Happy Hanukkah! Mother Jones is celebrating this year’s festival of lights with a festival of slights. Specifically, President Donald Trump’s slights toward the Jewish people.
On the eve of the 2016 election, both Democratic candidate Hillary Clinton and Republican candidate Donald Trump released their “closing argument” ads.
Clinton’s was a direct-to-camera testimonial about how she wanted to “build a stronger and fairer America.”
Trump’s closing ad, on the other hand, was about…all the conniving Jews who run Wall Street, global finance, and most of what burdens the lives of regular Americans.
“The establishment has trillions of dollars at stake in this election,” Trump says. “For those who control the levers of power in Washington and for the global special interests, they partner with these people that don’t have your good in mind.”
The screen flashes images of noted Jewish financial puppet-masters George Soros and Janet Yellen before finally getting to Clinton—the Christian he was actually running against.
But that is not the end of the Jews on parade. Trump continues, “It’s a global power structure that is responsible for the economic decisions that have robbed our working class, stripped our country of its wealth and put that money into the pockets of a handful of large corporations and political entities.”
As Trump intones the last few words, an image of Goldman Sachs CEO Lloyd Blankfein appears.
The Anti-Defamation League immediately criticized the ad.
— ADL (@ADL) November 6, 2016
The Trump campaign was quick to
claim injured innocence, denying the ad had anything to do with Jews.
“The ADL should focus on real anti-Semitism and hatred, and not try to find any where none exist,” wrote the campaign’s Jason Greenblatt in a statement to CBS News. “I am offended and concerned that an institution such as the ADL would involve itself in partisan politics instead of focusing on its important mission.”
But it wasn’t just the ADL who considered the ad to be anti-Semitic. Here’s Daniel Marans writing for the Huffington Post:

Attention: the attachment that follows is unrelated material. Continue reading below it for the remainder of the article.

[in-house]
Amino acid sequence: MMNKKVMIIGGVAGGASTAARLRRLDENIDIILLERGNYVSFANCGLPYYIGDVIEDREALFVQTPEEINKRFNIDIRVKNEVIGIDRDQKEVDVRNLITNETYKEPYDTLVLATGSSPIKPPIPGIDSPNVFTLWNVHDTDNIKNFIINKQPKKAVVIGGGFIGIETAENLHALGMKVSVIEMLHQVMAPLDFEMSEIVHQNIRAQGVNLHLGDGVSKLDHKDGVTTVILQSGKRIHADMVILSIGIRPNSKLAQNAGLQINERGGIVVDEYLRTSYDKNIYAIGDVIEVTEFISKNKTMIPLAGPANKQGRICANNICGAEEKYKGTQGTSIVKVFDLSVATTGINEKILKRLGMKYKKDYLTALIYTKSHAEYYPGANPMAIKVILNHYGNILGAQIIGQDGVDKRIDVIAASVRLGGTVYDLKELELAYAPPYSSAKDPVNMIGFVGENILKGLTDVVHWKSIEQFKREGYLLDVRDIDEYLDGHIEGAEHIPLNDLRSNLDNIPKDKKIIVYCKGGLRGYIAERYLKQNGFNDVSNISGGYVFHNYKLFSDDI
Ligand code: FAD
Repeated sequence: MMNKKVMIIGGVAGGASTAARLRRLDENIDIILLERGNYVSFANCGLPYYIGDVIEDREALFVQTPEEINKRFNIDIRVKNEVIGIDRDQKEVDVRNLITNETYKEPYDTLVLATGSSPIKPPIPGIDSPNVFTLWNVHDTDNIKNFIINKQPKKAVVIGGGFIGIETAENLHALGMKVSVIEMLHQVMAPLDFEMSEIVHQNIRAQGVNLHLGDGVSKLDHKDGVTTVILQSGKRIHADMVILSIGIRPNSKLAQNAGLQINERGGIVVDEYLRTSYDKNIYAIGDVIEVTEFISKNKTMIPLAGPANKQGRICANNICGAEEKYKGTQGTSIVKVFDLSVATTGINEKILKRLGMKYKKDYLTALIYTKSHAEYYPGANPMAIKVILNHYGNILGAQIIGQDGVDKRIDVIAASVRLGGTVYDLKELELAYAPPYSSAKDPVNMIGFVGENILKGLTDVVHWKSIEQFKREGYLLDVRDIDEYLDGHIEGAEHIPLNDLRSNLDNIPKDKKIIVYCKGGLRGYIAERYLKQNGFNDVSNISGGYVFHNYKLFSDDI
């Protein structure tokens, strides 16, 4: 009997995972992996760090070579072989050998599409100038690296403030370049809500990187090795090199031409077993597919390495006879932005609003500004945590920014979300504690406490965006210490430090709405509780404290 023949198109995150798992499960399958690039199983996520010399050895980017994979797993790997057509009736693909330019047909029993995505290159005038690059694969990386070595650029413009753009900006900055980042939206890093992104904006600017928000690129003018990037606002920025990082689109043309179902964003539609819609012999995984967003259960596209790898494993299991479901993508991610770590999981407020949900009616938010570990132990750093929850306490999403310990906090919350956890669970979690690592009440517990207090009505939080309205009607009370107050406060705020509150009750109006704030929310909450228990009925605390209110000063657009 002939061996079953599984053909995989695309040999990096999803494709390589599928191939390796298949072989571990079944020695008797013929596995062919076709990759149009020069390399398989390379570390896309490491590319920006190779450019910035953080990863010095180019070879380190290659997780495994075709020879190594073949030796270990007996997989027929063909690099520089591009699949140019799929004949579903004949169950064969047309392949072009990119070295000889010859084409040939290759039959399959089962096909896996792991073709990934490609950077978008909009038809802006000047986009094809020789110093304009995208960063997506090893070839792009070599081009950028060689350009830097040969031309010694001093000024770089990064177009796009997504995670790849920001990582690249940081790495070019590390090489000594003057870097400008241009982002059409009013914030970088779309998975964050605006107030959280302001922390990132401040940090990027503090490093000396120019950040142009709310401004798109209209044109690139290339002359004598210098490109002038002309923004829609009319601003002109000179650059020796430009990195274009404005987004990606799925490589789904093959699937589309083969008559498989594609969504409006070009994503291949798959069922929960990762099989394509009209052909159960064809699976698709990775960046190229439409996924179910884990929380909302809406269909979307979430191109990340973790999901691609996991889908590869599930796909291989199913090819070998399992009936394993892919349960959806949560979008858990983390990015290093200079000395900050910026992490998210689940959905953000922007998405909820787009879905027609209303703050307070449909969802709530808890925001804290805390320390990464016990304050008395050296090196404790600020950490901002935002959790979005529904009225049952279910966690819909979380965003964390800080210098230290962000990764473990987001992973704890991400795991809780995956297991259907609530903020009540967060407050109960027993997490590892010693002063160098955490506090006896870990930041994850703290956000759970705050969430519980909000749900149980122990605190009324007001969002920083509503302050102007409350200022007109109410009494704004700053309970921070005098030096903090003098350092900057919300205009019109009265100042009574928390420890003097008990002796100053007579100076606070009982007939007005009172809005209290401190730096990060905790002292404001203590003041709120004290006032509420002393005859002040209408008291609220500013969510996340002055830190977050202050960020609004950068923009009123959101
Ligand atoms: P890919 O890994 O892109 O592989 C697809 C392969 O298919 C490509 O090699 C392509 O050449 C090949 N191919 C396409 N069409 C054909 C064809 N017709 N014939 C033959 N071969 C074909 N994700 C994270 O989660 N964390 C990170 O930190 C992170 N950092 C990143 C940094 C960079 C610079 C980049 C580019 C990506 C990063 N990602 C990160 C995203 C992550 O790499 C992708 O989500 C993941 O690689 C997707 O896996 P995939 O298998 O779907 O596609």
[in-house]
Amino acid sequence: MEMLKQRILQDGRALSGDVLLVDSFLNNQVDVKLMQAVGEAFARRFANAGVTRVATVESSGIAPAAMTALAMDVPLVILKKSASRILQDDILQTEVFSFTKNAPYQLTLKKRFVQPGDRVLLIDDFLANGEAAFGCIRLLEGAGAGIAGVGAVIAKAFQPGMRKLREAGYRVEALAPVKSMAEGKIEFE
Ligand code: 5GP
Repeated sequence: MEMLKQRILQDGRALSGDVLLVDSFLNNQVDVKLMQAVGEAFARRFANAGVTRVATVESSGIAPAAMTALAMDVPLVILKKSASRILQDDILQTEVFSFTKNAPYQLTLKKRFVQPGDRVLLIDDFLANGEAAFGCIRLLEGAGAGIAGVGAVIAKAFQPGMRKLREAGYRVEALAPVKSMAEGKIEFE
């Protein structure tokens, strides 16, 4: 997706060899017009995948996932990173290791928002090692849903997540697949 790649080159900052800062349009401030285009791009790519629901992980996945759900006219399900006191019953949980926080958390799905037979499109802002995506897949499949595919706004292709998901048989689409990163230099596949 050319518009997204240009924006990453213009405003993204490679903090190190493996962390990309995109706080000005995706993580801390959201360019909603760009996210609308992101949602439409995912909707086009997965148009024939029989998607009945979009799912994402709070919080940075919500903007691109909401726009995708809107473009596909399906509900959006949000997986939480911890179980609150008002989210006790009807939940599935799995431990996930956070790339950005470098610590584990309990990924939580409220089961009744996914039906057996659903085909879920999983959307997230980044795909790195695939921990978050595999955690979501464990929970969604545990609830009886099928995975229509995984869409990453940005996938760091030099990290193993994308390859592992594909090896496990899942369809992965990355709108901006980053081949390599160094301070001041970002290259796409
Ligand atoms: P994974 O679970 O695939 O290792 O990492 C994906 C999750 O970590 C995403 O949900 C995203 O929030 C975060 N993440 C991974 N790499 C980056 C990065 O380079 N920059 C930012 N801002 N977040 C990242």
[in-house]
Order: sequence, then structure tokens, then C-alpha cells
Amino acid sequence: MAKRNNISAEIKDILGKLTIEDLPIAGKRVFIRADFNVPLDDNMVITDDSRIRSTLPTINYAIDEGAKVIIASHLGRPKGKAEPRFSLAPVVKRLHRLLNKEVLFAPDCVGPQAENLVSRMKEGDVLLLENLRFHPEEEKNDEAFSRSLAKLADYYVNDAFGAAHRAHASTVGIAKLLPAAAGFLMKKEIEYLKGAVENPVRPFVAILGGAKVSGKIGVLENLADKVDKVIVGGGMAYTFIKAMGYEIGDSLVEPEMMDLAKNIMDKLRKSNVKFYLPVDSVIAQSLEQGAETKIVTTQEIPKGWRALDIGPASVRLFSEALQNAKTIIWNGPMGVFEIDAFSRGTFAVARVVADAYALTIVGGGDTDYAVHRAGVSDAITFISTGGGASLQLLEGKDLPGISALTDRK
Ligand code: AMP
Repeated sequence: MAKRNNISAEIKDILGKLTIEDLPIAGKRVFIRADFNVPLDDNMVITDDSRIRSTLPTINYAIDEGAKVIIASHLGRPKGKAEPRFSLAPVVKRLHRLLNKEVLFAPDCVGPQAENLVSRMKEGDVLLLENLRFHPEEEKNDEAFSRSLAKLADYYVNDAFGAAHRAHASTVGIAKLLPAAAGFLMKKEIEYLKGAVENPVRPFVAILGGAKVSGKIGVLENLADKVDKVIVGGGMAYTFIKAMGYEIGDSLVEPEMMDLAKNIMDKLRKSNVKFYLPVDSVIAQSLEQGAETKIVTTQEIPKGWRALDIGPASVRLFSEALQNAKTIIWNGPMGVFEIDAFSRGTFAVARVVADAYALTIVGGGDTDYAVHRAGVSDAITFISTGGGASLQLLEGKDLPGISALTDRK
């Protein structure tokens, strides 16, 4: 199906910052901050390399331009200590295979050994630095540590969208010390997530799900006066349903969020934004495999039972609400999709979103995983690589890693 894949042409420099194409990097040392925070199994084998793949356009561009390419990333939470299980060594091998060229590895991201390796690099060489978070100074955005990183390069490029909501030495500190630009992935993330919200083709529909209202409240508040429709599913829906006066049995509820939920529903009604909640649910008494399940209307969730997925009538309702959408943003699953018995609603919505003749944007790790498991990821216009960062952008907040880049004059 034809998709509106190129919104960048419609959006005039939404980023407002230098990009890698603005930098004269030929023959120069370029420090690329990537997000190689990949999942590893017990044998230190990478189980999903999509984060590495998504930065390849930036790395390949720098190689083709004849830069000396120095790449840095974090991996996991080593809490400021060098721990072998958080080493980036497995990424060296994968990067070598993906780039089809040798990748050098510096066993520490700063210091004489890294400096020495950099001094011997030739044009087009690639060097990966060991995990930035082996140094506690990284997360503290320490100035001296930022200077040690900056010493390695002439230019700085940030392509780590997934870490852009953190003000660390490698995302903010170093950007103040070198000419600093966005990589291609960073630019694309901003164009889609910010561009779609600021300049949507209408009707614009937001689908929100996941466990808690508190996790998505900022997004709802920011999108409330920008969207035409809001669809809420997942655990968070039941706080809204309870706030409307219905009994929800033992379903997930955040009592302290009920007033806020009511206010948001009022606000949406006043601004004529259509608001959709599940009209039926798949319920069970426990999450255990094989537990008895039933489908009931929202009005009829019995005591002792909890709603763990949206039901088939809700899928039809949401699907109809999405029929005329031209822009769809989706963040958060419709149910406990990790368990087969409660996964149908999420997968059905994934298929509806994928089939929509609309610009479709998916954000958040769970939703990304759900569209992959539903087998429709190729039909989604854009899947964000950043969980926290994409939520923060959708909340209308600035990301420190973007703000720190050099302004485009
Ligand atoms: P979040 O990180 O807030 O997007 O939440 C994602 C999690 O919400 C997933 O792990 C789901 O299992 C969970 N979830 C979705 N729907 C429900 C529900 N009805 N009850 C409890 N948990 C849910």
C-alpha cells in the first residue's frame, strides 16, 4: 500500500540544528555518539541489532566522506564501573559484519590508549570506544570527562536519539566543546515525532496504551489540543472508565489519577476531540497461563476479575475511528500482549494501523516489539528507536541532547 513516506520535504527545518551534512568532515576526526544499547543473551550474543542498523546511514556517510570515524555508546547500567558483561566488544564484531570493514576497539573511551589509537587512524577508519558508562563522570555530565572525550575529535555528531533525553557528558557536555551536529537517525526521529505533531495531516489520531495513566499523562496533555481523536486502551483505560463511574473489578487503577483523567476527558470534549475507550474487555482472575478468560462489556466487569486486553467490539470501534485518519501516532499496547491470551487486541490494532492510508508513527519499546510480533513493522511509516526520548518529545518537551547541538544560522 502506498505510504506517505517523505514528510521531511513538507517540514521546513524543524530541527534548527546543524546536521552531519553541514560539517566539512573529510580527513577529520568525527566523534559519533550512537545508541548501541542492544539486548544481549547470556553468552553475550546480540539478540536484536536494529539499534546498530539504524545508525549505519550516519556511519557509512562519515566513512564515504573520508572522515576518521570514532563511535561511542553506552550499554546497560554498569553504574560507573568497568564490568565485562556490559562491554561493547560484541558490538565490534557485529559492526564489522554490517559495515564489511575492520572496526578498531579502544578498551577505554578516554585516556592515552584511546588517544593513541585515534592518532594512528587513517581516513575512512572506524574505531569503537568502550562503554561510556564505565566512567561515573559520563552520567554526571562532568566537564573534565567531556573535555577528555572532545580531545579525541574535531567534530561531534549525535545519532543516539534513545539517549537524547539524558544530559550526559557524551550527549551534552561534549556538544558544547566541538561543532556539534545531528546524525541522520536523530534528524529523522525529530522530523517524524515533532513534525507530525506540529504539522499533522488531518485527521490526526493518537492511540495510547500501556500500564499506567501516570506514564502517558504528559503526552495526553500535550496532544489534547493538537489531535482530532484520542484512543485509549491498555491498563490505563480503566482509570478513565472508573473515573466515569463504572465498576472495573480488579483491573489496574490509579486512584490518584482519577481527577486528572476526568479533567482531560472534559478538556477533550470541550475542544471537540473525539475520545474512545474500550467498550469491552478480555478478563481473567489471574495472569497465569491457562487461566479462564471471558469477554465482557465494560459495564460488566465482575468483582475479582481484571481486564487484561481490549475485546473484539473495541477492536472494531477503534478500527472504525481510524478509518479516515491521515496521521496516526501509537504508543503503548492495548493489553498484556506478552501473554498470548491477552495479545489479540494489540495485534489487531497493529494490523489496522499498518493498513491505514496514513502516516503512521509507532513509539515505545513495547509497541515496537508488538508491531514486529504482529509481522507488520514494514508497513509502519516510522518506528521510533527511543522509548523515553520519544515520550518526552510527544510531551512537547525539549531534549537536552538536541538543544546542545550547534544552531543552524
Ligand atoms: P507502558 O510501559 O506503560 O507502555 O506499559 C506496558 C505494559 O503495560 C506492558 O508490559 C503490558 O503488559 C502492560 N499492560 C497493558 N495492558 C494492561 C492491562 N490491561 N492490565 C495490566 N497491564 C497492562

Splicing the remarks together with images of Soros and Yellen, however, heightens this anti-Semitic effect. The combined use of the troubling rhetoric and images of those individuals resembles more explicitly anti-Semitic narratives throughout modern history. The Protocols of the Elders of Zion, a late 19th-century publication likely commissioned by the Tsarist Russian government, helped spread the conspiracy theory that a Jewish-run cabal of global financial elites dictated world affairs. Some version of this theory continues to inspire anti-Semites.
This is an anti-Semitic ad every bit as much as the infamous Jesse Helms ‘white hands’ ad or the Willie Horton ad were anti-African-American racist ads. Which is to say, really anti-Semitic. You could even argue that it’s more so, given certain linguistic similarities with anti-Semitic propaganda from the 1930s. But it’s not a contest. This is an ad intended to appeal to anti-Semites and spread anti-Semitic ideas. That’s the only standard that really matters.
This is intentional and by design. It is no accident.
But the Trump campaign insisted this was not so, with campaign spokesman Jason Greenblatt telling CBS News:
Mr. Trump’s message and all of the behavior that I have witnessed over the two decades that I have known him have consistently been pro-Jewish and pro-Israel and accusations otherwise are completely off-base. The suggestion that the ad is anything else is completely false and uncalled for.
Many Trump supporters unaffiliated with the campaign joined the chorus. One interviewed by the Huffington Post speculated that the Trump speech on which the ad was based had been written by a Jewish adviser, declaring “Trump has certainly not run an anti-Semitic or anti-Zionist campaign.”
“That said,” the supporter continued, “any serious person, of the Right or Left, who honestly examines the financial and geopolitical power structure will, sooner or later, encounter the reality of Jewish power—and the Jewish identity of so many making up this structure.”
A little over two months later, Donald Trump was inaugurated president and in the protests that ensued that same supporter, white nationalist Richard Spencer, gained worldwide fame as “the Nazi who got punched.”
I made one of those Richard Spencer videos. pic.twitter.com/ToudvGAPhW
— don (@donswaynos) January 21, 2017
Read more from the Festival of Slights:
Image credit: Shutterstock; farakos/Getty